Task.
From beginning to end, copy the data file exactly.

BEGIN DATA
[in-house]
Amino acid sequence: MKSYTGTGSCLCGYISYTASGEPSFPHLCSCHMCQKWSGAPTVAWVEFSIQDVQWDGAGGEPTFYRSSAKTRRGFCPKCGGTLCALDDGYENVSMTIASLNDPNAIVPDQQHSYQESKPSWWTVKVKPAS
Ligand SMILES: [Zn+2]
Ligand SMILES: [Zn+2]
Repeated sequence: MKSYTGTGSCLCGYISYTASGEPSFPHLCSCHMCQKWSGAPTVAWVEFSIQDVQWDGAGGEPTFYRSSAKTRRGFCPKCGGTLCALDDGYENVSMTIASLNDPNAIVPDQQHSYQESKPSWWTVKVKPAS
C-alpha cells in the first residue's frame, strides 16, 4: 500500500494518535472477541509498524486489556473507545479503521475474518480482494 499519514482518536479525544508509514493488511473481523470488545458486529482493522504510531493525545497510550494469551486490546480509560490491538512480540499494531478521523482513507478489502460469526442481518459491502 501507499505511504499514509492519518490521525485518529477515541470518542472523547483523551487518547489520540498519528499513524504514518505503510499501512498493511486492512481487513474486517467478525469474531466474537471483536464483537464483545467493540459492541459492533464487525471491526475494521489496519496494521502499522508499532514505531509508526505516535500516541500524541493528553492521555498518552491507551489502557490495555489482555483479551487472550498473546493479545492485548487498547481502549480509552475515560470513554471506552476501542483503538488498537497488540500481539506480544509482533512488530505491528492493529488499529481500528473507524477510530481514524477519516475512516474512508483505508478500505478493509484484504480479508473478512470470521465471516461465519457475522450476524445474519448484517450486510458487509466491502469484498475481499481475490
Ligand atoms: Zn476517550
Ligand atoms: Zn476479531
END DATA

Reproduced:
[in-house]
Amino acid sequence: MKSYTGTGSCLCGYISYTASGEPSFPHLCSCHMCQKWSGAPTVAWVEFSIQDVQWDGAGGEPTFYRSSAKTRRGFCPKCGGTLCALDDGYENVSMTIASLNDPNAIVPDQQHSYQESKPSWWTVKVKPAS
Ligand SMILES: [Zn+2]
Ligand SMILES: [Zn+2]
Repeated sequence: MKSYTGTGSCLCGYISYTASGEPSFPHLCSCHMCQKWSGAPTVAWVEFSIQDVQWDGAGGEPTFYRSSAKTRRGFCPKCGGTLCALDDGYENVSMTIASLNDPNAIVPDQQHSYQESKPSWWTVKVKPAS
C-alpha cells in the first residue's frame, strides 16, 4: 500500500494518535472477541509498524486489556473507545479503521475474518480482494 499519514482518536479525544508509514493488511473481523470488545458486529482493522504510531493525545497510550494469551486490546480509560490491538512480540499494531478521523482513507478489502460469526442481518459491502 501507499505511504499514509492519518490521525485518529477515541470518542472523547483523551487518547489520540498519528499513524504514518505503510499501512498493511486492512481487513474486517467478525469474531466474537471483536464483537464483545467493540459492541459492533464487525471491526475494521489496519496494521502499522508499532514505531509508526505516535500516541500524541493528553492521555498518552491507551489502557490495555489482555483479551487472550498473546493479545492485548487498547481502549480509552475515560470513554471506552476501542483503538488498537497488540500481539506480544509482533512488530505491528492493529488499529481500528473507524477510530481514524477519516475512516474512508483505508478500505478493509484484504480479508473478512470470521465471516461465519457475522450476524445474519448484517450486510458487509466491502469484498475481499481475490
Ligand atoms: Zn476517550
Ligand atoms: Zn476479531